British Prime Minister Winston Churchill (1874 - 1965) waving to crowds gathered in Whitehall on VE Day, 8th May 1945.

Then prime minister Winston Churchill addressed thousands of people from the Treasury balcony 70 years ago

On 8 May 1945 people across the country lit hundreds of bonfires and beacons to celebrate the end of the war.  70 years later, the Queen was joined by the Duke of Edinburgh in lighting the first of hundreds of beacons in memorandum.

The Queen lighting beacon

Then and now, the country lit hundreds of bonfires and beacons to celebrate the end of the war.

Events held across Europe marked the 70th anniversary of the end of the Second World War on the continent.

Vintage World War II planes flew down the National Mall on Friday afternoon as part of the 70th anniversary Victory in Europe celebration in Washington.

More than 50 military planes in 15 formations made their way down the Potomac River to the Lincoln Memorial and down Independence Avenue to the House office buildings before returning to airports in Culpeper and Manassas, Va.

They flew in sequenced formations recounting the biggest battles of World War II, from Pearl Harbor to the final assault on Japan.

BIG news coming soon!

Patricia Kennedy christens the Pan Am Hawaii Clipper flying boat with coconut water in Pearl Harbor, Hawaii - May, 1936

Patricia Kennedy christens the Pan Am Hawaii Clipper flying boat with coconut water in Pearl Harbor, Hawaii – May, 1936

Greetings everyone!  As we enter the month of May, it made me think back to another May in 1936 when the Hawaii Clipper was christened in the still waters of Pearl Harbor between Ford Island and Pearl City.  My fellow traveler and filmmker colleague Jeff Riegel and I visited that very spot last year and it still holds a “spookiness” about it.  That however is not the BIG news..   What is it you ask?   Stay tuned!

As for the photo, nine year old Pat is photographed saying ““I christen thee Hawaii Clipper for the American Territory of Hawaii.”

Best,

Guy

Super Typhoon Maysak strikes Truk Lagoon

On March 31 at 0900 UTC (5 a.m. EDT), Super typhoon Maysak’s maximum sustained winds were near 140 knots (161.1 mph/ 259.3 kph). Hurricane-force winds extended 40 nautical miles (46 mile/74 km) from the center, and tropical storm-force winds extended 100 nautical miles (115 miles/185 km) from the center.   Power has been intermittent in the lagoon and a lot of people have reported great damage to their fragile homes.  We at The Lost Clipper Foundation are expressing our concern and prayers for the quick response of local authorities in the restoration of services and assistance to everyone effected.

As of this morning, MaysakMaysak is moving west-northwest through Yap State in Micronesia, and is continuing to strengthen. The JTWC forecast calls for Maysak to peak at 155 knots (178.4 mph/ 287.1 kph) in one or two days’ time, before a weakening trend commences. Maysak is currently forecast to make landfall in Luzon sometime on April 5 as a typhoon.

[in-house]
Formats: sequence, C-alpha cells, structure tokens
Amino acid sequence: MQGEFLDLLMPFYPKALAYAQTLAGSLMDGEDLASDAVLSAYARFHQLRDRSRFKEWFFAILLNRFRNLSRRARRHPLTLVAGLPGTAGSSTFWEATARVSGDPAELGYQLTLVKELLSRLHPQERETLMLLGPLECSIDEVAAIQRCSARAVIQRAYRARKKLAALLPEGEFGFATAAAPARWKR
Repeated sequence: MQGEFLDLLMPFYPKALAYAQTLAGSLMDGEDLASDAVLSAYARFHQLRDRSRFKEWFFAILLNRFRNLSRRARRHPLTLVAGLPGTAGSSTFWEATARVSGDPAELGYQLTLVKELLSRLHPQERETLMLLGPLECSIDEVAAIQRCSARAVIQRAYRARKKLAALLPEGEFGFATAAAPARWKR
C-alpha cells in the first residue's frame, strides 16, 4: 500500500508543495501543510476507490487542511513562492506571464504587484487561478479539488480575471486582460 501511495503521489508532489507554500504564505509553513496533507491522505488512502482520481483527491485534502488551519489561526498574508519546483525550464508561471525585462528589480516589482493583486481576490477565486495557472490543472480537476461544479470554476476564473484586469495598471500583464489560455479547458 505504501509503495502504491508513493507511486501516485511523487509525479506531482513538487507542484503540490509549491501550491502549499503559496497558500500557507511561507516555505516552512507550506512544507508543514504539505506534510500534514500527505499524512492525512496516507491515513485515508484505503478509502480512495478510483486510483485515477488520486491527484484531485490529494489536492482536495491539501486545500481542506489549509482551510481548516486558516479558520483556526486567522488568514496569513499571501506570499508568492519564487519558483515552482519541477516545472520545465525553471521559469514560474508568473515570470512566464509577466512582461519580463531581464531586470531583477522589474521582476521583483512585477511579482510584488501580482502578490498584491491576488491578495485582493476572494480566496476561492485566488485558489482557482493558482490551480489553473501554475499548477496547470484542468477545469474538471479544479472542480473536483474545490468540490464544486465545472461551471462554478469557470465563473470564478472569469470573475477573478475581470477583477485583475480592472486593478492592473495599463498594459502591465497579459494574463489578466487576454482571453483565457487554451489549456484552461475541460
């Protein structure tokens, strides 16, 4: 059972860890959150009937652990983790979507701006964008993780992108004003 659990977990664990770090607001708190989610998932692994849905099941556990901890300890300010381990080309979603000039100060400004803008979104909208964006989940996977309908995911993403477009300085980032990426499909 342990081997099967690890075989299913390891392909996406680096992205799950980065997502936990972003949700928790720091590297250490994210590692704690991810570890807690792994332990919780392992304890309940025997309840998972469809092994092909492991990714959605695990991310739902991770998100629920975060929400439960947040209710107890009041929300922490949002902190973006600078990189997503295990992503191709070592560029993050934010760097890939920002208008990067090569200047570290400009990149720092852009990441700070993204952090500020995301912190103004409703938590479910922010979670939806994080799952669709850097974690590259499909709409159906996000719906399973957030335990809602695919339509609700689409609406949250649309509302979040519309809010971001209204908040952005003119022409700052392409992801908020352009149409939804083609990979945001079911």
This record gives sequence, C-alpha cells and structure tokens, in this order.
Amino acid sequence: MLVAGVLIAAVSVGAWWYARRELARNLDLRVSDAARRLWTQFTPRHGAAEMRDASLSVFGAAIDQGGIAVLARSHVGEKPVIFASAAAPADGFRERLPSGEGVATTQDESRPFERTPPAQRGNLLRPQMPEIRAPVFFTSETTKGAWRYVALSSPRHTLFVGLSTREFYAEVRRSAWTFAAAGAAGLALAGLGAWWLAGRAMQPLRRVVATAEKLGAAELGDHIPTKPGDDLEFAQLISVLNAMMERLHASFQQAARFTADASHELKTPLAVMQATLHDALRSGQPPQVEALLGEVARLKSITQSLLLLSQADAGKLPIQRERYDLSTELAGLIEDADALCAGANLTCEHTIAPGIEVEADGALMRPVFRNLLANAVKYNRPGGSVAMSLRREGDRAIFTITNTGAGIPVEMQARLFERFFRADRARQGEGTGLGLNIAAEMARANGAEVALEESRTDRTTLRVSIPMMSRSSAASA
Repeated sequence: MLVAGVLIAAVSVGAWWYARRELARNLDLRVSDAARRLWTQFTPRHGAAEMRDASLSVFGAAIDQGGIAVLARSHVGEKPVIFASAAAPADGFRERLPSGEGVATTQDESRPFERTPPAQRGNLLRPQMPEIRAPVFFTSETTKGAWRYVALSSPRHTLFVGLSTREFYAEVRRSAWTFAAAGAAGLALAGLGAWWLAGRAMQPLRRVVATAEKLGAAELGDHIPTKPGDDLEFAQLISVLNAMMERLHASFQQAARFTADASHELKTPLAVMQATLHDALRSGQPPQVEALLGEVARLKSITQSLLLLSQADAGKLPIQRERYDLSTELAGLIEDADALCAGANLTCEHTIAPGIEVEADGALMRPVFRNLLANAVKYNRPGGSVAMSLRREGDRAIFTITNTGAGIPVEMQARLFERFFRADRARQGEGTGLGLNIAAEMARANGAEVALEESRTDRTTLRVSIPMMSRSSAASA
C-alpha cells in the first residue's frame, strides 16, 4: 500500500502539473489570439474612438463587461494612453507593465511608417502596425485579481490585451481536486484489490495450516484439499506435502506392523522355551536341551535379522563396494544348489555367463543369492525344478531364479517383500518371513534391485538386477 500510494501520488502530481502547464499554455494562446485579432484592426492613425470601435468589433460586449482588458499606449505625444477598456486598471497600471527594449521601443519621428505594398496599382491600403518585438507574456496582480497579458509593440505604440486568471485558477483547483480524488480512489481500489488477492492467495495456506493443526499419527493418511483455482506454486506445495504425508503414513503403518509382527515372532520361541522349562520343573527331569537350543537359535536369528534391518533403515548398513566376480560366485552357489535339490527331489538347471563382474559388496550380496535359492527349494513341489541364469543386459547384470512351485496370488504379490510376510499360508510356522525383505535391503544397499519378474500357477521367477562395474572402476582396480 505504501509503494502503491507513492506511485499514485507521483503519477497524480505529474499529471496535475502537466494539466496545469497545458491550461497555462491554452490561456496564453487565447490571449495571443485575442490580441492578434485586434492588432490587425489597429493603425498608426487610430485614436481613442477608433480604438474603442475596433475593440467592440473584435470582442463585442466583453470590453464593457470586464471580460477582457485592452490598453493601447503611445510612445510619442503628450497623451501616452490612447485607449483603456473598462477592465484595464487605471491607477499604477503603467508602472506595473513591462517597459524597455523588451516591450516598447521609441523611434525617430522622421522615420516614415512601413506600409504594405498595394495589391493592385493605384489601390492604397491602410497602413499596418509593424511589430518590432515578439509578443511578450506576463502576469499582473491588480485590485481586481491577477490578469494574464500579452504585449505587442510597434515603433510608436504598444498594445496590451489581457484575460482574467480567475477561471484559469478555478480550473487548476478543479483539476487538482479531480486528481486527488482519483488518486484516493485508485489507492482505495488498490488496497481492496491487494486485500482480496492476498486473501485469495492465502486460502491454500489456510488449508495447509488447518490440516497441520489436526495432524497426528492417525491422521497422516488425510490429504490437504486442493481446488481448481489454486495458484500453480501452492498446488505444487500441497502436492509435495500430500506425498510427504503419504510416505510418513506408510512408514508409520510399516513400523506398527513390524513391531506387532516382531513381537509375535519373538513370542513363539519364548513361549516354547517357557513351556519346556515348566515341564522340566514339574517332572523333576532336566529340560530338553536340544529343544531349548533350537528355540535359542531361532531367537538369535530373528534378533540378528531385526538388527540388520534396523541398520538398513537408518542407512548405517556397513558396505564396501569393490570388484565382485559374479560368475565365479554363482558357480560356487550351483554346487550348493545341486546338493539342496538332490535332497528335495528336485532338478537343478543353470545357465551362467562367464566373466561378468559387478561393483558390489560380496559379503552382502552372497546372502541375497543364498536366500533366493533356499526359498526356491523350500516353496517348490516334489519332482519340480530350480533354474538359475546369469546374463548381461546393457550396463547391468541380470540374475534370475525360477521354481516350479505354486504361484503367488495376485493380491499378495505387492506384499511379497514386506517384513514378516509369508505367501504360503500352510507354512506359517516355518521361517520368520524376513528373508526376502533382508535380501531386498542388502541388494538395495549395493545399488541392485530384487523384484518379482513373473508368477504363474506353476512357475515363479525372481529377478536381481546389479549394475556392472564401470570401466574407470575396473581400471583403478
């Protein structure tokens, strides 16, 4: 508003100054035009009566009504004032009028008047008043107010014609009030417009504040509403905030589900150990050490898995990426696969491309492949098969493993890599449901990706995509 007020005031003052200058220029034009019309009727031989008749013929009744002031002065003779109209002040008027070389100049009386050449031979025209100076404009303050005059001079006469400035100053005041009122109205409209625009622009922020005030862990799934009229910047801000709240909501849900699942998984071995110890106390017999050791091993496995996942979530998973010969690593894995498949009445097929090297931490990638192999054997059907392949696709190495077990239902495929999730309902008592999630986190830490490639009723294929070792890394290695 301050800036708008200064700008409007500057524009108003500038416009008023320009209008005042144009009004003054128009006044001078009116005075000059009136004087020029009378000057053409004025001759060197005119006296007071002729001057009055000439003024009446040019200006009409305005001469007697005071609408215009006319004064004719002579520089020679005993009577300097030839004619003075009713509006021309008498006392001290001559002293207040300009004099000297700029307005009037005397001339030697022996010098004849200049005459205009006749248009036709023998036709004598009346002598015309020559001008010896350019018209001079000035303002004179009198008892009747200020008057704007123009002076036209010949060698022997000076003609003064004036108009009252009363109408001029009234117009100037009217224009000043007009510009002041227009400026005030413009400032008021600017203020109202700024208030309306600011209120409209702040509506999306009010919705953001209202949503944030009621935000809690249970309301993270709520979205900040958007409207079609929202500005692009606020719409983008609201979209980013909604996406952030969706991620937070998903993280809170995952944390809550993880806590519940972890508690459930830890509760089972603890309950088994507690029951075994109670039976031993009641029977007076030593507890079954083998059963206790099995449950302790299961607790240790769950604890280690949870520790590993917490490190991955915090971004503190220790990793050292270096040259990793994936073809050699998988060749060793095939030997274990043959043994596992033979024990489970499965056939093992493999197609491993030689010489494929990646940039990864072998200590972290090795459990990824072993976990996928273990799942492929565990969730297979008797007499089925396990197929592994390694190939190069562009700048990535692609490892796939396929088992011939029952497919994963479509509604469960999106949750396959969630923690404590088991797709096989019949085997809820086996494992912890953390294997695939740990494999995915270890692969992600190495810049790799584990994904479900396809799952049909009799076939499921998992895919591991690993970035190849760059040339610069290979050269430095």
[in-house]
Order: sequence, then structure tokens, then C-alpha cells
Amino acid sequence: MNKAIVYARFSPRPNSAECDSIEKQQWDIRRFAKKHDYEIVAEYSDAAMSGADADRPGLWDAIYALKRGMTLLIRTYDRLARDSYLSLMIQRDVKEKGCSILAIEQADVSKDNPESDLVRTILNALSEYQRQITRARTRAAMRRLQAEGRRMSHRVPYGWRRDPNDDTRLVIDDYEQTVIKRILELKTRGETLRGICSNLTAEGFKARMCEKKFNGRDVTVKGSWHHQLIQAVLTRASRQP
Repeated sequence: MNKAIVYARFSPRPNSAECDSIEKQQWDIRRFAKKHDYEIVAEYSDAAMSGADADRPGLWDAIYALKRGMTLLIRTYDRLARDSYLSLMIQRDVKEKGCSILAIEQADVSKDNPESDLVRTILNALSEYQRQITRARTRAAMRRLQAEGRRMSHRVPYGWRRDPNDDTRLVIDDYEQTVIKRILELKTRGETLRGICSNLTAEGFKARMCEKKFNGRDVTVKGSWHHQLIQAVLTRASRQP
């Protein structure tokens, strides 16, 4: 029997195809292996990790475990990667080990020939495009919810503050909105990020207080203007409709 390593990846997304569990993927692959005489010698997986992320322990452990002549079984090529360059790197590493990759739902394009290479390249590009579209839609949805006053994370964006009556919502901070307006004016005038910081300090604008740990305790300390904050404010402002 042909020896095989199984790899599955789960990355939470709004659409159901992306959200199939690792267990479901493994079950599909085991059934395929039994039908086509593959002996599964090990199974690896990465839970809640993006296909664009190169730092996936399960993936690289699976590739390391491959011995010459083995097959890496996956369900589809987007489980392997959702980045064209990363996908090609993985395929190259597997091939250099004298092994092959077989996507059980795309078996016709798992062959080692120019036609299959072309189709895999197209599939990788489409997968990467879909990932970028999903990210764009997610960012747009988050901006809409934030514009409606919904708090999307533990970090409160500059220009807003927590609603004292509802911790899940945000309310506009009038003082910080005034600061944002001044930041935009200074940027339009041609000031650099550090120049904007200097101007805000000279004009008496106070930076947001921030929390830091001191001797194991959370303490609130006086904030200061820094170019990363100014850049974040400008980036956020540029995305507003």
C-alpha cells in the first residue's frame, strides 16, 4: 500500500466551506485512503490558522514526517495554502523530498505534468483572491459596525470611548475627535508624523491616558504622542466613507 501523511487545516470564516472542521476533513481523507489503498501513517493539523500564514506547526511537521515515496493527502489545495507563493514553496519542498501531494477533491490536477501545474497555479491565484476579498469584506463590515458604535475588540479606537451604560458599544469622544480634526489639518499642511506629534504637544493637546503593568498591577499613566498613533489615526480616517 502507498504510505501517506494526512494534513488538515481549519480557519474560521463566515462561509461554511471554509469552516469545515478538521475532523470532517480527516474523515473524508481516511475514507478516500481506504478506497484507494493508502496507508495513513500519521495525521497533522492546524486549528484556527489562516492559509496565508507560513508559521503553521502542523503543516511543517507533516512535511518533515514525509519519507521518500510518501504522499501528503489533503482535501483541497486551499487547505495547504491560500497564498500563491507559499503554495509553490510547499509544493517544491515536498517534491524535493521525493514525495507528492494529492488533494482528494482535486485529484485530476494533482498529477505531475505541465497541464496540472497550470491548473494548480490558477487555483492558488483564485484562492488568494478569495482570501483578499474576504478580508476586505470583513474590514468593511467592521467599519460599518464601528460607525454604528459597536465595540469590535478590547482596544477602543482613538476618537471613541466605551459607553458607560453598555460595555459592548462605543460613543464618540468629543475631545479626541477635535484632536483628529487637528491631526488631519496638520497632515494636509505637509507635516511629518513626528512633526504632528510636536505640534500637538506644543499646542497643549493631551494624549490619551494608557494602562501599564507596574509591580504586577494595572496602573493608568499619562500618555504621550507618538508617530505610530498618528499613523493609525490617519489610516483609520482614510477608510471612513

Read more at: http://phys.org/news/2015-03-nasa-maysak-super-typhoon.html#jCp

Life in an Archive: A Visit to the Pan Am Collection

Reprinted article by Steve Hersh and Jason Sylvestre with permission from the University of Miami: http://library.miami.edu/blog/2015/02/16/life-in-an-archive-a-visit-to-the-pan-am-collection/

Life in an Archive_ A Visit to the Pan Am Collection _ University of Miami Libra

Life in an Archive: A Visit to the Pan Am Collection | University of Miami Libraries

Life in an Archive: A Visit to the Pan Am Collection | University of Miami Libraries

Re-Researching the Richter Library

Recently, I visited the Richter Library to assess their effort of re-cataloging the massive Pan Am Airways.  Wow, what a difference!  On my last visit, I went through nearly twenty boxes of photos… this time, only five.  Why?  There is so much more to see and now items are in their proper order.  Great job U of M!!  Below is one of the images I asked to be scanned that was only a negative: It is the Pan Am Airways Philippine Clipper NC-14715.

Philippine Clipper NC 14715 birthed at the Pan Am Hawaii Dock

Philippine Clipper NC 14715 birthed at the Pan Am Hawaii Dock

Cleared to Land

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I just left the University of Miami’s Pan Am grand debut of the “Cleared to Land” exhibit and recognition program marking the achievement of reinvigorating the archive search system. It was truly a wonderful event and showcased speakers who helped put together a far more precise catalog system after over 700 man hours of effort. Well done! The evening ended up with a fashion “runway” show featuring ex employees wearing their uniforms to show reflect the evolution of clothing during the history of Pan Am Airways. I was very lucky to win a signed piece of artwork depicting the three official Pan Am flying boats.. Very cool. Well done UM!!!!